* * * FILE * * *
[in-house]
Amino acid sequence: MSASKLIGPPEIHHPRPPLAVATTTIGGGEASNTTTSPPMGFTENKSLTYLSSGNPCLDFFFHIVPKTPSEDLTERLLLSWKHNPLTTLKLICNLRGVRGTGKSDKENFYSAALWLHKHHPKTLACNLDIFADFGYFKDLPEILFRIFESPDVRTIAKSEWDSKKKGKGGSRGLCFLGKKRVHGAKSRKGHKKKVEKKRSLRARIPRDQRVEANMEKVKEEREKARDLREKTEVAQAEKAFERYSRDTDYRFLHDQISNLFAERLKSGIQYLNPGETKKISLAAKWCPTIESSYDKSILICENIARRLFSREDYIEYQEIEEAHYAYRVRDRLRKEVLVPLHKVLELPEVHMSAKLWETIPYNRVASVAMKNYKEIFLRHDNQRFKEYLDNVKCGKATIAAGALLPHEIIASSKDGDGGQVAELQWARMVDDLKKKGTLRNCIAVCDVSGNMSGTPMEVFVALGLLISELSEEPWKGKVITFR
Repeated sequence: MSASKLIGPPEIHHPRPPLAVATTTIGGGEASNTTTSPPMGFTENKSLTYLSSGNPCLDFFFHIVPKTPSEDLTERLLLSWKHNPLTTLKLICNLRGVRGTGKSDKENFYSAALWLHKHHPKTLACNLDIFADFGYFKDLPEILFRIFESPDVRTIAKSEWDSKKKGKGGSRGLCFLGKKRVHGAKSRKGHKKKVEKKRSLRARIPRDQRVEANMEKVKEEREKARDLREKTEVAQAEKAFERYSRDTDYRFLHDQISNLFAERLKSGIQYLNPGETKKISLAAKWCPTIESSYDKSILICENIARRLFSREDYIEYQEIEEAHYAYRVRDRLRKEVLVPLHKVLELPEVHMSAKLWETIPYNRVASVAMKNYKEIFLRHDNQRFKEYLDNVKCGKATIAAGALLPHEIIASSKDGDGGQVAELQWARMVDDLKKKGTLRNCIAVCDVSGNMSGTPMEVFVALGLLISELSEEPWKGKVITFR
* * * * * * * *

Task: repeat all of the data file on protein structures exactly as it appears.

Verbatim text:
[in-house]
Amino acid sequence: MSASKLIGPPEIHHPRPPLAVATTTIGGGEASNTTTSPPMGFTENKSLTYLSSGNPCLDFFFHIVPKTPSEDLTERLLLSWKHNPLTTLKLICNLRGVRGTGKSDKENFYSAALWLHKHHPKTLACNLDIFADFGYFKDLPEILFRIFESPDVRTIAKSEWDSKKKGKGGSRGLCFLGKKRVHGAKSRKGHKKKVEKKRSLRARIPRDQRVEANMEKVKEEREKARDLREKTEVAQAEKAFERYSRDTDYRFLHDQISNLFAERLKSGIQYLNPGETKKISLAAKWCPTIESSYDKSILICENIARRLFSREDYIEYQEIEEAHYAYRVRDRLRKEVLVPLHKVLELPEVHMSAKLWETIPYNRVASVAMKNYKEIFLRHDNQRFKEYLDNVKCGKATIAAGALLPHEIIASSKDGDGGQVAELQWARMVDDLKKKGTLRNCIAVCDVSGNMSGTPMEVFVALGLLISELSEEPWKGKVITFR
Repeated sequence: MSASKLIGPPEIHHPRPPLAVATTTIGGGEASNTTTSPPMGFTENKSLTYLSSGNPCLDFFFHIVPKTPSEDLTERLLLSWKHNPLTTLKLICNLRGVRGTGKSDKENFYSAALWLHKHHPKTLACNLDIFADFGYFKDLPEILFRIFESPDVRTIAKSEWDSKKKGKGGSRGLCFLGKKRVHGAKSRKGHKKKVEKKRSLRARIPRDQRVEANMEKVKEEREKARDLREKTEVAQAEKAFERYSRDTDYRFLHDQISNLFAERLKSGIQYLNPGETKKISLAAKWCPTIESSYDKSILICENIARRLFSREDYIEYQEIEEAHYAYRVRDRLRKEVLVPLHKVLELPEVHMSAKLWETIPYNRVASVAMKNYKEIFLRHDNQRFKEYLDNVKCGKATIAAGALLPHEIIASSKDGDGGQVAELQWARMVDDLKKKGTLRNCIAVCDVSGNMSGTPMEVFVALGLLISELSEEPWKGKVITFR